In his memoir, "At Face Value, My Triumph Over A Disfiguring Cancer," Healey chronicles his saga and personal victory over facial disfigurement. And, he does so with honesty, a strong sense of faith and a tremendous positive attitude.
"I would credit my mother for the positive attitude. She was at the center of my care in a lot of ways, and her attitude rubbed off on everyone around her, and certainly me. She taught me to always think positively and not negatively," he said.
In reading his book, Joan Carr of San Ramon was fascinated at "Terry's positive outlook from the beginning."
"I trusted that everything would be OK," he said. "I trusted the medical team and that trust factor made me believe it would always turn out okay." In addition, his faith gave him "the courage and strength to get through this ordeal," and his family and friends were what kept him going.
After more than 30 reconstructive surgeries, however, Healey finally accepted the inevitable: he would never look the way he did before cancer. He couldn't look the same on the outside any more than he could return to his old self on the inside. Although the reconstruction did not turn out the way he had hoped, he said he's a better person because of it.
In large part, this realization came about after a romantic break-up. Healey's girlfriend at the time told him that she couldn't satisfy his constant need for reassurance, a significant turning point for him. The time to shift focus and rebuild what was inside, instead of the outside, had come. And he did.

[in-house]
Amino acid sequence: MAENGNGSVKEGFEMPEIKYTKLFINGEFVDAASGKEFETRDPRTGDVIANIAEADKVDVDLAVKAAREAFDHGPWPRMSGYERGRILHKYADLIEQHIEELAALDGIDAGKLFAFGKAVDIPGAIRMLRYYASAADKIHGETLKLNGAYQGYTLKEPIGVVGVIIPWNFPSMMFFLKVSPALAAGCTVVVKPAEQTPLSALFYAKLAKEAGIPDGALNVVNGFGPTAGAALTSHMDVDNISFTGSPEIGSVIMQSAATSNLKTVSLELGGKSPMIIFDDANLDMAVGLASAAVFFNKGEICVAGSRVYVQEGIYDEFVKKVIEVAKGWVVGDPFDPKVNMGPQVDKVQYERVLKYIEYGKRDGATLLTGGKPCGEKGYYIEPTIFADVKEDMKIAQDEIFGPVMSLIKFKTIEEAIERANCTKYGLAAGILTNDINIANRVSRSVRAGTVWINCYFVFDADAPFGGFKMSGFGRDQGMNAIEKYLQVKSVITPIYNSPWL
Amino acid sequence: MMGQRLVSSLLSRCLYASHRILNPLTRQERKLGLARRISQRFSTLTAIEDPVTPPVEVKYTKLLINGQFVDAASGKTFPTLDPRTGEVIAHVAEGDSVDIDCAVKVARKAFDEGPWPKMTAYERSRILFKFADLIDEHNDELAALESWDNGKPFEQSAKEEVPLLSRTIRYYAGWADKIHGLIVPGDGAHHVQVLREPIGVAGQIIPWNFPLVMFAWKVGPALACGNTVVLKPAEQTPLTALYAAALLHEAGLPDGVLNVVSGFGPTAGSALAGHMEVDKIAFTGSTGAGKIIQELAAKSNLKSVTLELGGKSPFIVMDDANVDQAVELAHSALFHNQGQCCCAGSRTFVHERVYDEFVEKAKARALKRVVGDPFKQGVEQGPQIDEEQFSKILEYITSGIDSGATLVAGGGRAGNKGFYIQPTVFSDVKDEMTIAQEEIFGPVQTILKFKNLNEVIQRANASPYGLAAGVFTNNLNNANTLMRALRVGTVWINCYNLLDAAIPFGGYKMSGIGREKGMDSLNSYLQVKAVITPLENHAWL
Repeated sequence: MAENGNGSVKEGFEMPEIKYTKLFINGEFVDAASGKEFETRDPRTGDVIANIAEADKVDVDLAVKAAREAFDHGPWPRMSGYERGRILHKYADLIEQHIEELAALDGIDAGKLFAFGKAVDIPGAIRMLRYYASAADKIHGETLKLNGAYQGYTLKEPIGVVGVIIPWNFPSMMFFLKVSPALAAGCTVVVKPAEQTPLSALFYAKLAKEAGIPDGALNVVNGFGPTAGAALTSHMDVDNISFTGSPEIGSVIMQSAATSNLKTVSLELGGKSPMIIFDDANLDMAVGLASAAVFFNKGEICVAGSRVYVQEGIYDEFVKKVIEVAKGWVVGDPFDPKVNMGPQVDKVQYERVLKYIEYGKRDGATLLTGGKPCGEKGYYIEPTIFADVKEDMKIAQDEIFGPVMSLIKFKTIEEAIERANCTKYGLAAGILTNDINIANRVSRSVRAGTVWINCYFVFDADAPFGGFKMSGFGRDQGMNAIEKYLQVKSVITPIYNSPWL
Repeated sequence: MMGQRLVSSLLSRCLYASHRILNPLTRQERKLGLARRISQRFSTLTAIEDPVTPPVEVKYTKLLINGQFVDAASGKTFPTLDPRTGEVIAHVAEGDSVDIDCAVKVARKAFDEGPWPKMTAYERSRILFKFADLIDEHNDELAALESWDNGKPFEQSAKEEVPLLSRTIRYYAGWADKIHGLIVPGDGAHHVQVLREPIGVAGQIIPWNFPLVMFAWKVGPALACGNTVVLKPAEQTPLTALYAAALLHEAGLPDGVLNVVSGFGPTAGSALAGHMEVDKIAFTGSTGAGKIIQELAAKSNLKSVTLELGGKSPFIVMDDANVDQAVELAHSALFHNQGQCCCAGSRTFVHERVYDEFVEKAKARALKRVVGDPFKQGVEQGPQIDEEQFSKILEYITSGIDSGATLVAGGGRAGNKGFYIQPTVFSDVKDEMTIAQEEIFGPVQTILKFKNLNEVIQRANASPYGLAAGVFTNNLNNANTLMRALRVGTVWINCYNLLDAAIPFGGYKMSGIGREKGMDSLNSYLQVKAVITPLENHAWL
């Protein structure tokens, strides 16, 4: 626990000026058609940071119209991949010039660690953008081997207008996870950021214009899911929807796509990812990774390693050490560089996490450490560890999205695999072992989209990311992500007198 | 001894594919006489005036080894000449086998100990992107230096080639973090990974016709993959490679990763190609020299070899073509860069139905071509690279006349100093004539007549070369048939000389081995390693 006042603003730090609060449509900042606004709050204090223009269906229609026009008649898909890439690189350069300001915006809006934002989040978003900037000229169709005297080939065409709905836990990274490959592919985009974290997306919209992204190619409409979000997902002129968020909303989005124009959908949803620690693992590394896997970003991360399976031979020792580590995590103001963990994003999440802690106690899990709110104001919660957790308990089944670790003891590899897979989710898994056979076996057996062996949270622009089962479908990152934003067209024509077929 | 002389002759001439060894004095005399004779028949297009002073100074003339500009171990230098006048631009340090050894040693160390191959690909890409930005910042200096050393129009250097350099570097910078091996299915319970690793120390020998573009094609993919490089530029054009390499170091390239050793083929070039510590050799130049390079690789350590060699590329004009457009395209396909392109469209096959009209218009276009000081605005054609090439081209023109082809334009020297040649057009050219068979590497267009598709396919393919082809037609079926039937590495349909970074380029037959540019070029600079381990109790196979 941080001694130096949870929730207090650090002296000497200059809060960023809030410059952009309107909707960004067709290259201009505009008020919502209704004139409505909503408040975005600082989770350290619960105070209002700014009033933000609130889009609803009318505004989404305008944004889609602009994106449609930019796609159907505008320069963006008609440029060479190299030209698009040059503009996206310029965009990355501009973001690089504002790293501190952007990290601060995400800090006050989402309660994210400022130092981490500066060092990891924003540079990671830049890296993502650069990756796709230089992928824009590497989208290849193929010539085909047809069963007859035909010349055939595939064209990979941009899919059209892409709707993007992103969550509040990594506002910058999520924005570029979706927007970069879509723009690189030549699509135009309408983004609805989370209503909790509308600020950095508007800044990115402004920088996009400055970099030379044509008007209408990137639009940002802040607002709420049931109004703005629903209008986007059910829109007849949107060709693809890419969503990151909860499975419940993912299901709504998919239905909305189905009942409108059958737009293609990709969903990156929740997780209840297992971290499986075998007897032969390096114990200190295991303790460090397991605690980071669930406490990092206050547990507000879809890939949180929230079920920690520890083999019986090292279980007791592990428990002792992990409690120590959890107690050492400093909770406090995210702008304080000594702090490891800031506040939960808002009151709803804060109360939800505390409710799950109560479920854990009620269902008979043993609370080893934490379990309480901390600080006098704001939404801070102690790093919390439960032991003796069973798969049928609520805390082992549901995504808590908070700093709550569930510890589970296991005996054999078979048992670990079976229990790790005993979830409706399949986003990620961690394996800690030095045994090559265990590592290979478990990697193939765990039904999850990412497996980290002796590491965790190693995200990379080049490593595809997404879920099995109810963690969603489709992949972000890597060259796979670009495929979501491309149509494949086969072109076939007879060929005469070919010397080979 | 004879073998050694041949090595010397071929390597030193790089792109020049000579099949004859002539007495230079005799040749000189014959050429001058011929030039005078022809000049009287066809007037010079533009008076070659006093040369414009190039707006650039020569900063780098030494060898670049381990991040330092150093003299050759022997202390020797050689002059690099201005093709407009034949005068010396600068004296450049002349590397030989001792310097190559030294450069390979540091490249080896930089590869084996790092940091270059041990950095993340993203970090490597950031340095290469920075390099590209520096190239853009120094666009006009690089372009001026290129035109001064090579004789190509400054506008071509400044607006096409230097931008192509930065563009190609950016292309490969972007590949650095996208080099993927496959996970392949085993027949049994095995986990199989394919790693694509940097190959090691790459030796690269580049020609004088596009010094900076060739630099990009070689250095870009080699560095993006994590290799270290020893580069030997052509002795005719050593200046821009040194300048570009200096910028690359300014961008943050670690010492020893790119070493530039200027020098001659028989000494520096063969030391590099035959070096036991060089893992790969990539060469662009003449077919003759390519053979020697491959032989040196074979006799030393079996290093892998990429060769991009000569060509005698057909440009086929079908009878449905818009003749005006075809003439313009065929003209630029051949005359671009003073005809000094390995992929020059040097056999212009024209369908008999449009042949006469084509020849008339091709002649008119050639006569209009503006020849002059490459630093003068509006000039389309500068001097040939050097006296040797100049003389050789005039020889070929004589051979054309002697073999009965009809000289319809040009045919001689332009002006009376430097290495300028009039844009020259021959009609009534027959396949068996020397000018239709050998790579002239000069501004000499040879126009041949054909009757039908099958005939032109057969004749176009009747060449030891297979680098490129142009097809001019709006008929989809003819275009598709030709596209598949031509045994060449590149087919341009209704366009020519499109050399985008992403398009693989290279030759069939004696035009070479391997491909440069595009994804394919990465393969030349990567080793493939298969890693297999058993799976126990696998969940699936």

"When he (Healey) came to grips with the fact that he needed to work on his inner self and inner scars as opposed to concentrating on the outer scars and reconstruction, it was a great message," said Danville resident Karlene Paufler after reading Healey's book.
In his professional career as speaker and businessman, Healey carries many messages. One significant point is both a message and a gift to others. He asks us to think about not judging people on the sole merit of how they look and admits that he, too, can fall into that trap.
"The fact that he recognized in himself, some of the same prejudices he was experiencing himself, shows a depth of self-reflection that was amazing for someone of his years," Carr said.
"We have perceptions of people we meet and it often changes within a minute or two," said Healey.
"We have to try to keep in our minds that we have to be better and not judge."
The gift, of course, is the awareness and practice of acceptance toward all, especially those who appear to be different from us.
For anyone facing a serious illness, physical, mental, or emotional challenge, Healey suggested both short and long-term goals and objectives. Not only is it very therapeutic to look toward the future, but it keeps one from dwelling on the present situation.
"Be sure you have a purpose in your life, beyond whatever it is you're struggling with. People have a tendency to lose sight of everything else that's around them," he said. Take control of your life and focus on what you can change instead of focusing on what you can't.
Healey said he wouldn't change his experience with fibrosarcoma. "I have a better life perspective and more balance in my life. I was lucky to get a second chance and I want to make sure I'm happy with this life."
Reach Cindy Luck at email@example.com.
If you go:
Danville Library, Mt. Diablo Room, 400 Front Street
Tuesday, March 4, 7 p.m.